A golden day for Norway at the Winter Olympics as Britain claim first gold in 30 years.
|Tora Berger on her way to securing Norway’s historic 100th gold medal [GALLO/GETTY]|
At the Whistler Olympic Park on Thursday, biathlete Tora Berger won Norway’s 100th Winter Olympic gold medal in the 15 kilometre individual biathlon, making Norway the first country to pass the incredible landmark.
Berger’s teammate, Emil Hegle Svendson, then promptly won their 101st in the men’s equivalent individual race.
The Norwegian press had been swift to describe the lack of metal from the first few days of competition as a “national disaster,” piling further pressure on their athletes.
Perhaps they were in fear of another poor showing following Norway’s substandard performance in Turin four years ago.
Cross-country skier Marit Bjørgen managed to quell the nerves of the nation’s camp with a stunning victory in the women’s sprint.
With Poland’s Justyna Kowalczyk the favourite for the title, Bjørgen powered her way through the rounds to become the Olympic champion.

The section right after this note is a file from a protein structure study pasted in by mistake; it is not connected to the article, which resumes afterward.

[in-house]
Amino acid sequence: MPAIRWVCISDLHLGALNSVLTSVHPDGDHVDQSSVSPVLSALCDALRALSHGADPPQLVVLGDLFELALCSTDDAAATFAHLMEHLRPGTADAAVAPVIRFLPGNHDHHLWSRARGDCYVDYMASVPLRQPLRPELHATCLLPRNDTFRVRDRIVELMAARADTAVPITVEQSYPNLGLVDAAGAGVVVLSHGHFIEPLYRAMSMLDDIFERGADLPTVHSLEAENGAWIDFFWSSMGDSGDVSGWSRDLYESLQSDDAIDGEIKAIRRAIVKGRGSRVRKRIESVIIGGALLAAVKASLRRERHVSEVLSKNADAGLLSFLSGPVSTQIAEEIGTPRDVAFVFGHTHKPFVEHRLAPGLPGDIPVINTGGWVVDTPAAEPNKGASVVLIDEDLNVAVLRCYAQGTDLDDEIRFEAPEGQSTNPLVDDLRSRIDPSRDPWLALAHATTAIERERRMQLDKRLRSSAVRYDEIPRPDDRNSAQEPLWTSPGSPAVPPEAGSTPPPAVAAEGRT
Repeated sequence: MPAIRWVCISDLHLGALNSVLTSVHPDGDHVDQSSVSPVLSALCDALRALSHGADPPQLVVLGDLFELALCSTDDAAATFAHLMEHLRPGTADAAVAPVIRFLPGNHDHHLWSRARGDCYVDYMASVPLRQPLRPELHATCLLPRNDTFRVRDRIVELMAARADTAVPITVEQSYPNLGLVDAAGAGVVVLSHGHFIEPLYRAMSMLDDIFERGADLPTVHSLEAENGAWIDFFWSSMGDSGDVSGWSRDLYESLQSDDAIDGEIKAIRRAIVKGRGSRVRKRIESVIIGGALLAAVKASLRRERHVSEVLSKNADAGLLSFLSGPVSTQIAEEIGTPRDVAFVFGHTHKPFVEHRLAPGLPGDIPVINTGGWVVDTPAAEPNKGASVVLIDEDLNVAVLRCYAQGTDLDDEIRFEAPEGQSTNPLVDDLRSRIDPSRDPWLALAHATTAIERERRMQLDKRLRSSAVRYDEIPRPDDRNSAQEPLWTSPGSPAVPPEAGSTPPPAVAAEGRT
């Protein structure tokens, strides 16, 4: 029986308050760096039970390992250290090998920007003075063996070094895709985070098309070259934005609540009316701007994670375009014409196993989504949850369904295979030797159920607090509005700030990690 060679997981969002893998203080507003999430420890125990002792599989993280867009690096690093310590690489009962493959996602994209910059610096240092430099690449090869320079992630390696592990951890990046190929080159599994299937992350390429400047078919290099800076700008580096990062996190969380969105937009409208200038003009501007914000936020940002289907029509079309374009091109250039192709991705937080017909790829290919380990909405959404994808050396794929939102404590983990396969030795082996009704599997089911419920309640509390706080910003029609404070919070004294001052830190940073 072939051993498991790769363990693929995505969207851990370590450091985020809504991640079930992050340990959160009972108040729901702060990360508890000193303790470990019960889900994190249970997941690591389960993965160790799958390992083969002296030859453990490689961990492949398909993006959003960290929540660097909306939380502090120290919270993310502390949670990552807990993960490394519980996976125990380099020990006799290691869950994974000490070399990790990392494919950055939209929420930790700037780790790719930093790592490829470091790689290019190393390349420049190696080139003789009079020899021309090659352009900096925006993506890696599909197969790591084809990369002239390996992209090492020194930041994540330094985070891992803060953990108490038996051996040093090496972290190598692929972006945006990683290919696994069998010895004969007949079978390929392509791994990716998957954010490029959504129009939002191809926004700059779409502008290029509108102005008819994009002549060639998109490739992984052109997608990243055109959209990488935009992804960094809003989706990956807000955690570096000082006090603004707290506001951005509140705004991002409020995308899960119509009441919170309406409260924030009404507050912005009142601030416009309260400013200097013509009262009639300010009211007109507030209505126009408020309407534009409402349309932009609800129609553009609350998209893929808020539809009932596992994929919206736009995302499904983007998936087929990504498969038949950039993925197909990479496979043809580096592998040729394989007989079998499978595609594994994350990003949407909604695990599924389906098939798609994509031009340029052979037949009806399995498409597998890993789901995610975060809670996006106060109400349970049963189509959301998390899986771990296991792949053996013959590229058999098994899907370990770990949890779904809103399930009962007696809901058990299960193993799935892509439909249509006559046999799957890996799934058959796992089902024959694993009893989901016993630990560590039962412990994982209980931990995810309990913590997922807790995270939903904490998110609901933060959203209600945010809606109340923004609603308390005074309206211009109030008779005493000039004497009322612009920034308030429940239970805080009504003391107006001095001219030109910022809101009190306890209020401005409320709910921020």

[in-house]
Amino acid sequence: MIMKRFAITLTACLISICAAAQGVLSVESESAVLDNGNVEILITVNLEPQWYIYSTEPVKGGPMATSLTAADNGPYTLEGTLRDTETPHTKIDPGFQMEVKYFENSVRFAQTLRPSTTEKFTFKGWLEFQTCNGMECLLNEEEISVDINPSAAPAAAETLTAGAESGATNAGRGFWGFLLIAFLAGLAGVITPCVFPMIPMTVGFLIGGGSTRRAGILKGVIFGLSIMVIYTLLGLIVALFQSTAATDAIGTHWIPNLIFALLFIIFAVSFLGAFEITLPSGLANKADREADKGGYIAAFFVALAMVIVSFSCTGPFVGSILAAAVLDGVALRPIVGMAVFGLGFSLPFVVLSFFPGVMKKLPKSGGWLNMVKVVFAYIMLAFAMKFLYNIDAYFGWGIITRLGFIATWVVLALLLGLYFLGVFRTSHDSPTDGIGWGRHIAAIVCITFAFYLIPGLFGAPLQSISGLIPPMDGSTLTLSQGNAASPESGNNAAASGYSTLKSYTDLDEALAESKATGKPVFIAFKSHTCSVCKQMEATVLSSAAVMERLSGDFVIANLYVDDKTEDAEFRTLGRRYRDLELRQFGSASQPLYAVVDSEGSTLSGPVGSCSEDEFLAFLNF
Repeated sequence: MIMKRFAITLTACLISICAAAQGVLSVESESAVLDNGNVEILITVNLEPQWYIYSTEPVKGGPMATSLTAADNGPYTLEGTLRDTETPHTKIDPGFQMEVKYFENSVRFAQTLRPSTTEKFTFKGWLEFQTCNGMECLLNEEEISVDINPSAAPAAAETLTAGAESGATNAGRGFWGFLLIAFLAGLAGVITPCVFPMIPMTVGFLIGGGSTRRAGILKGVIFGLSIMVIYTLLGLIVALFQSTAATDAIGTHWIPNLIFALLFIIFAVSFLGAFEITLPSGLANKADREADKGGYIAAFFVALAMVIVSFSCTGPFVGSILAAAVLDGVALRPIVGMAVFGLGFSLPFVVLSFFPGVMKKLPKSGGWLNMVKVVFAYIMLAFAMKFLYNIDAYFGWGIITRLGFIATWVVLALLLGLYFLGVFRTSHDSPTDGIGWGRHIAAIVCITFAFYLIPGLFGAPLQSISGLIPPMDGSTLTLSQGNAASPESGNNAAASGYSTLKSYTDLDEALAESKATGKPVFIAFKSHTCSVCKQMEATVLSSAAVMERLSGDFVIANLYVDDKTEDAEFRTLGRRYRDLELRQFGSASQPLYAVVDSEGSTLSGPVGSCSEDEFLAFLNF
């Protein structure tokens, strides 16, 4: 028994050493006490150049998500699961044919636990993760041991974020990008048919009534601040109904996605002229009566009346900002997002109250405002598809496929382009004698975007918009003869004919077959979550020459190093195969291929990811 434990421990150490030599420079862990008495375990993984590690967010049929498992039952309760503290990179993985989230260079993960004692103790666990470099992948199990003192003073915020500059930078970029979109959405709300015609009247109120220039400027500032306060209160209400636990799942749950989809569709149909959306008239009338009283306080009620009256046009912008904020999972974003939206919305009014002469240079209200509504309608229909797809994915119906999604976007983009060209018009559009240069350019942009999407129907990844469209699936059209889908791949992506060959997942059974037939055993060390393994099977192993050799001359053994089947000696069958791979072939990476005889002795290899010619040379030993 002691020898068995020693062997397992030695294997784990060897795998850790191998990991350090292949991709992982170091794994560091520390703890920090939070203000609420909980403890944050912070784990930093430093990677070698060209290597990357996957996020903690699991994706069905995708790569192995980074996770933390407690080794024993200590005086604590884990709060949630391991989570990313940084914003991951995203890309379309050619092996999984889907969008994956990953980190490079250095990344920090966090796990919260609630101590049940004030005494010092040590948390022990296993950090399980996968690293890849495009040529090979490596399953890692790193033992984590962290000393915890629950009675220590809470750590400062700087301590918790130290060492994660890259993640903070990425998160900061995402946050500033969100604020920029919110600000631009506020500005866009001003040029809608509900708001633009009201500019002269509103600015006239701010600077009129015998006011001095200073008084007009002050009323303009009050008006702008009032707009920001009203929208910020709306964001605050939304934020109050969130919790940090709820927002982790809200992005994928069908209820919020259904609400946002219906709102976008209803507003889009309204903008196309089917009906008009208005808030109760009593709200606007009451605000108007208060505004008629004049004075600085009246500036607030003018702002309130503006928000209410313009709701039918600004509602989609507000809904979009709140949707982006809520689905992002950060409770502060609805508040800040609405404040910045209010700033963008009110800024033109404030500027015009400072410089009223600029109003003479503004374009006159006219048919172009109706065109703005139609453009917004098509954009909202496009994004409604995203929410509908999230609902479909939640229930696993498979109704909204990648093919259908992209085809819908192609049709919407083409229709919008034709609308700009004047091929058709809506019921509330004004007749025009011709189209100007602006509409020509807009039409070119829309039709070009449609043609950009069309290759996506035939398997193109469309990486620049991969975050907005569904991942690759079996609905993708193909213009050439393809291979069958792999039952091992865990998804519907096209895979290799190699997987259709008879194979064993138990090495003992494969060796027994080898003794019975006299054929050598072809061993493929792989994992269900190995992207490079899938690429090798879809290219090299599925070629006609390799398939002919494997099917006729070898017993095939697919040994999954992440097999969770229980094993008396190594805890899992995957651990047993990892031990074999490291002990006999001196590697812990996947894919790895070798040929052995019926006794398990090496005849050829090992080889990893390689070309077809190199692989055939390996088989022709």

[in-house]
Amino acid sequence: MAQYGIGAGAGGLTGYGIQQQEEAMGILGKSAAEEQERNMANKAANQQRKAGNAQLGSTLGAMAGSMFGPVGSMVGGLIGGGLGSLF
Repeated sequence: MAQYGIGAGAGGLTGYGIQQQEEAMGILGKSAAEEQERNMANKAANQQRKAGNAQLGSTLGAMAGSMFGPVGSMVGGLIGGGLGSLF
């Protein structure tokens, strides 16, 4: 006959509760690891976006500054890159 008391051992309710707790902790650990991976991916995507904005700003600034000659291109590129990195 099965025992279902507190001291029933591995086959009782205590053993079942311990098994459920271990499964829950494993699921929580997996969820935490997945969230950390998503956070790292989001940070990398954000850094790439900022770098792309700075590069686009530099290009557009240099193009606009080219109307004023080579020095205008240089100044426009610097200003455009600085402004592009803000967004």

Three gold medals may seem like a paltry total for the most successful country in Winter Olympic history, but there are still many more events in which Norway could pick up more titles.
The biathlon continues to be the most likely, where Ole Einar Bjørndalen will be looking to add to his five Olympic gold medals, and improve on his silver in Thursday’s individual event.
The great Norwegian, at the grand old age of 36, is also the most successful athlete in history, with his latest silver giving him his ninth Olympic medal.
It is an impressive feat in one of the top endurance Winter sports.
The nation’s curling team is performing extremely well, with three wins out of four so far, and could also challenge for medals later in the tournament.
Can any other country challenge the dominance of this Scandinavian country?
The USA are closest to them, but are still a full 17 golds behind them.
Germany are nearly 30 behind, with the Austrians nearly 50!
Such dominance in winter sport proves just how hard the athletes train to be the best at what they do, and how much support is given from their fans.
Of all travelling supporters, the Norwegian flag stands out as the most dominant, sometimes even rivaling the home nation’s maple leaf.
The fans have certainly not been disappointed – especially those lucky enough to watch their sport stars take the biathlon titles on Thursday.
And should they expect more wins in the coming days?
It would be a national disaster if they didn’t.